Brazil

Part 8: The APF- Mill Hill

 

The administrative change came to a head in 1936.  This was the culmination of a set of problems which began to show themselves in 1928.  It was at this time that the APF (Association for the Propagation of the Faith) began to be active in England and Wales.  This organization had difficulty getting off the ground.  For control of English/Welsh financial support for the foreign missions had been effectively cornered by three organisations: the Mill Hill Missionaries, the Redemptorists and the Jesuits.  The APF found it difficult to gain  a foothold.  With the cooperation of all parties concerned, a compromise was reached in 1936.  This meant the amalgamation of the APF and the lay section of the St. Joseph’s Foreign Missionary Society.  Thus was formed a new Society, known as the APF-Mill Hill.  The Mill Hill Missionaries were to staff this organization.  They, the Jesuits and the Redemptorists would share a percentage of the financial contributions.  This event might have made little recognizable impact on the students’ daily lives.  It brought about, nevertheless, a fundamental change in the relationship of the college and the Society with the Church in England and Wales.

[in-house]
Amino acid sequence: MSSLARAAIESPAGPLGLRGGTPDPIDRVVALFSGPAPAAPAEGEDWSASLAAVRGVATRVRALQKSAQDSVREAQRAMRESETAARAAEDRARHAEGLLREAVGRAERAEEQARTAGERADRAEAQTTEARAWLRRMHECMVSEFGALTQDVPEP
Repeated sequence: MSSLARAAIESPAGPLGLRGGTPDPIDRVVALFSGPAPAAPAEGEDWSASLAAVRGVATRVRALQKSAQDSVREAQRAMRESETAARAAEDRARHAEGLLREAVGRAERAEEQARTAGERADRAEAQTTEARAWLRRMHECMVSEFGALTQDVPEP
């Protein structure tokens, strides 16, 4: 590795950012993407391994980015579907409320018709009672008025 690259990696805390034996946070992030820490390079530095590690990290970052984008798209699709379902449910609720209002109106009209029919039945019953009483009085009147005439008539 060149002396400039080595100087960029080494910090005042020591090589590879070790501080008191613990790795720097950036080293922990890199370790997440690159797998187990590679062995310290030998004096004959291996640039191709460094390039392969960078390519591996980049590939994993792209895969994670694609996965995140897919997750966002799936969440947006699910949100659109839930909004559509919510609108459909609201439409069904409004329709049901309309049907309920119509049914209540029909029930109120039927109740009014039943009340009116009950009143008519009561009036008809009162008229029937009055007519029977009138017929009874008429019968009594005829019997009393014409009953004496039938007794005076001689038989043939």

St. Joseph’s College during the Second World War

The Second World War brought the college a number of problems.  The Dutch students were no longer able to travel to London.   Most of the German-speaking students were drafted into the Wehrmacht.  The British and Irish students were left to rattle in a pod of a college that was far too big for them.  In November 1941, it was decided to evacuate the college to Lochwinnoch in Scotland.  The war ministry then requisitioned part of the buildings for the use of the civil service.  So, the college at Mill Mill was effectively closed for the duration of the war.